2015 NFL Draft, Under the Radar- Mississippi State Edition

Bob Scarinci breaks down linebacker Benadrick McKninney, running back Josh Robinson and defensive end Preston Smith…

Mississippi State’s 2014 team was able earn a number 1 ranking, albeit temporarily, for the first time in school history. They also finished with the second highest end of season ranking in school history at number 11. Despite the team’s success, most people only really know about one player from the team, the QB Dak Prescott. I’d like to bring some attention to three quality NFL draft prospects from this school. These prospects are LB Benardrick McKinney, RB John Robinson, and DE/OLB Preston Smith.

Benardrick McKinney, LB
Size: 6’4, 246LBs
Tackles: 71
Tackles for Loss: 8
Sacks: 3

McKinney is a big, athletic LB that flashes an exceptional closing burst. He’s able to come down hill in a hurry to make plays. Early on, McKinney is going to have to make his money against the run. Here he can be seen shedding a second level block from one of the better centers in the country, Reese Dismukes and then helping chase down the dynamic Nick Marshall.

McKinney’s struggles at this point in his career are found in suspect instincts versus the pass. He’s frequently seen drifting with the QB’s eyes or biting on a fake and opening up a hole in the defense. Once he does get the proper read he’s plenty athletic to get himself back in the play, but sometimes it is too late. Note below how long it takes McKinney to recognize the play action. He is the last second level defender to recognize it.

Grade: 3rd round
Comparison: DeMeco Ryans

Josh Robinson, RB
Size: 5’9, 215 LBs
Stats: 190 ATT 1,203 Yards, 11 TDs

Josh Robinson is built very low to the ground at only 5’9 and runs with a very solid base. Robinson is going to do his best work between the tackles and shows great balance when making cuts that you wouldn’t expect to see from someone with his running style. He blends the ability to make these cuts with some impressive vision and instincts to turn some shorter gains into much bigger plays. He’s not blessed with exceptional speed, but Robinson is able to get a lot out of the situation in front of him.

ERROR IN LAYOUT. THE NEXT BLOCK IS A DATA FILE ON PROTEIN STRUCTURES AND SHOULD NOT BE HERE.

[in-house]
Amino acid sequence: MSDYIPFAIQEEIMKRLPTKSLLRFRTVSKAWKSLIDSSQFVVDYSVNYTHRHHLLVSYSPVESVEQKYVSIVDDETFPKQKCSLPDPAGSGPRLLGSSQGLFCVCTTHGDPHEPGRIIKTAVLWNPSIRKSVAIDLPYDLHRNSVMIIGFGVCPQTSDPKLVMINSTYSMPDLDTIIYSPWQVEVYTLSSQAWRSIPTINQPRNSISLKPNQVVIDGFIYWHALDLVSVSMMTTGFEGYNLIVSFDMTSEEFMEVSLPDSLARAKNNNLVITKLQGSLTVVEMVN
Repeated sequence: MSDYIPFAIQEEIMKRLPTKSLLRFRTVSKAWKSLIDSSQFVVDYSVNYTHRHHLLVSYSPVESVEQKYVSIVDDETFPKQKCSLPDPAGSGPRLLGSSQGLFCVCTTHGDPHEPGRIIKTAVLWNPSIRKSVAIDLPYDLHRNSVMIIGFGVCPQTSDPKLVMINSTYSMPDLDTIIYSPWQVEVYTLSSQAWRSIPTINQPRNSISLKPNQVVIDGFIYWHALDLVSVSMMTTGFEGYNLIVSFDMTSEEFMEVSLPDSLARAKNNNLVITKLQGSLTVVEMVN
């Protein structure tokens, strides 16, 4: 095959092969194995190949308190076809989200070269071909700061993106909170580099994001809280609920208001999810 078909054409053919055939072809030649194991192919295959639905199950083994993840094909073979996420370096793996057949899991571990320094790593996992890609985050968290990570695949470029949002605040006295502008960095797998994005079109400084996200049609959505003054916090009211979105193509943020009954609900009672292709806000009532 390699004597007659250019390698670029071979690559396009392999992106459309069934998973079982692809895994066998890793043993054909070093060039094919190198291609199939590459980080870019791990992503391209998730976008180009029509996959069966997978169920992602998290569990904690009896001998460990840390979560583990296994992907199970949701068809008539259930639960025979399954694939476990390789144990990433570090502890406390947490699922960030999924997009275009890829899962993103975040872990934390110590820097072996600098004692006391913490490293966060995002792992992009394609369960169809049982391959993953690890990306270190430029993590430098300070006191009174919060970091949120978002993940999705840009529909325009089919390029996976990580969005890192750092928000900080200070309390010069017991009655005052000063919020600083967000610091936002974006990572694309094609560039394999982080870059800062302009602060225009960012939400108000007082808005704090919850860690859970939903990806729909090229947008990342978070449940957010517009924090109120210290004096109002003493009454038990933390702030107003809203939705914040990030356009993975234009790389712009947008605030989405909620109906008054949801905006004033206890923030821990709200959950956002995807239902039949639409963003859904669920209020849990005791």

This is one of the best combinations of vision, balance and the ability to make a difficult cut you’ll see on tape from any RB this season.

I’ve mentioned how Robinson is built very low to the ground and runs with a solid base, and the benefit of this is clearly evident in this incredible run vs Kentucky.

Robinson shows decent hands, but he’s going to struggle to get on the field in passing downs early as he’s not a great pass protector. You can see that he occasionally allows his weight to shift too far forward and this ends up with him being driven back rather easily for a guy with his powerful lower half.

His technique here starts off strong as he takes a good angle to wall off the blitzer, but then his feet start to chop underneath him and once they shift too far under his frame he’s off balance and easily driven backwards.

Grade: 3rd round
Pro Comparison: Shonn Greene with better hands

Preston Smith, DE/OLB

Size: 6’5, 270LBs
Tackles: 48
Tackles for Loss: 15
Sacks: 9

Preston Smith is a powerfully built Edge defender that is capable of doing everything from lining up at the five technique and controlling the line of scrimmage, to lining up outside at the nine technique and getting to the QB. Smith is exceptional when it comes to disengaging from blockers in the run game. Here is an example of him using that power against LSU’s TE as he drives him out of the way to make a crucial 3rd down stop. He controls the line of scrimmage and drives the TE into the backfield.

Smith isn’t as capable of beating a tackle with speed and agility as some of the more touted pass rushers like Dante Fowler Jr, Randy Gregory and Vic Beasley, but he uses his hands very well in his pass rush to gain leverage and beat tackles to the QB. Here you can see him beating Cedric Ogbuehi from Texas A&M.

The above clip is actually a decent representation of one of Smith’s struggles. At 6’5 270 LBs you can see that he has above average size for his spot outside on the edge and with that size he brings some versatility to his game that others don’t as he can play several spots along the line. The one area you would like to see him improve is his ability to flatten the edge when he beats the tackle. Kenny Hill is able to avoid the sack as Smith’s route is a little too wide as he tries to turn the corner.

Grade: Top 20
Pro Comparison: Quinton Coples